The American Association of Independent Music
Sony Pictures
The American Society of Composers, Authors, and Publishers
Publishers, including: Cengage, HarperCollins, Macmillan, Pearson Education, Penguin, RR Donnelley, and the Association of American Publishers
Newspaper Association of America
The International Brotherhood of Electrical Workers
The International Brotherhood of Teamsters
The Bakery, Confectionery, Tobacco Workers, and Grain Millers International Union
Building and Construction Trades Department, AFL-CIO
The American Federation of Musicians
The International Brotherhood of Boilermakers, Iron Ship Builders, Blacksmiths, Forgers, and Helpers, AFL-CIO
The Property Rights Alliance
Communication Workers of America
International Association of Fire Fighters
International Union of Painters and Allied Trades
Alliance of Automobile Manufacturers
The Songwriters Guild of America
BMI
SESAC
CALinnovates.org
Chanel
Fortune Brands
Imaging Supplies Coalition
Moet Hennessy Louis Vuitton
Major League Baseball
National Basketball Association
National Football League
NBC
Nintendo
The Recording Academy
Oakley
OpSec
Personal Care Products Council
Reed Elsevier
True Religion Jeans
1-800-PetMeds
Activision
Acushnet Golf
Cable and Satellite Broadcasting Association of Asia (CASBAA)
Church Music Publishers’ Association
Copyright Alliance
Disney
EMI
Entertainment Software Association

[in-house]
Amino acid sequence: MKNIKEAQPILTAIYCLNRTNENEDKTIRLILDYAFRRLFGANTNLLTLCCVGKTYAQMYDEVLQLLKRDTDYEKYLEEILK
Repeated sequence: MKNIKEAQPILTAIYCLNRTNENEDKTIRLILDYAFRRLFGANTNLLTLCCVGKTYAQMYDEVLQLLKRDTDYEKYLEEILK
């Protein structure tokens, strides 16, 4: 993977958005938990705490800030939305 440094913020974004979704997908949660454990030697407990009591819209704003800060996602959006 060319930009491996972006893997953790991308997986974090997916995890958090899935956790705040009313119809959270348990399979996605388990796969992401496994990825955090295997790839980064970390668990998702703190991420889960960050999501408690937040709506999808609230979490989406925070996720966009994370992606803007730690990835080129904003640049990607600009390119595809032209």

Fashion Business Inc.
Guru Denim, Inc.
Johnson and Johnson
Merck
Motion Picture Association of America
NagraStar
Nagravision
National Music Publisher’s Association
NBC Universal
Nervous Tattoo Inc., dba Ed Hardy
Newscorp
Nike
Premier League
Sony Music Entertainment
Sports Rights Owners Coalition
STOP Streaming Group
Tiffany and Co.
Time Warner
Ultimate Fighting Championship
Underwriters Laboratory
Universal Music Group
Warner Music Group
Xerox
Zondervan
Creative Coalition Campaign
Commercial Photographers International/Society of Sports and Event Photographers
National Association of Theatre Owners, Inc
Professional Photographers of America/Student Photographic Society
Association of Magazine Media
The Independent Film and Television Alliance
Association of Test Publishers
Gospel Music Association

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6 responses to “COICA 2.0 = Protect IP: US wants to scrub browsers of websites it opposes

  1. perfect to go hand in hand with the 2012 cyber defence bill.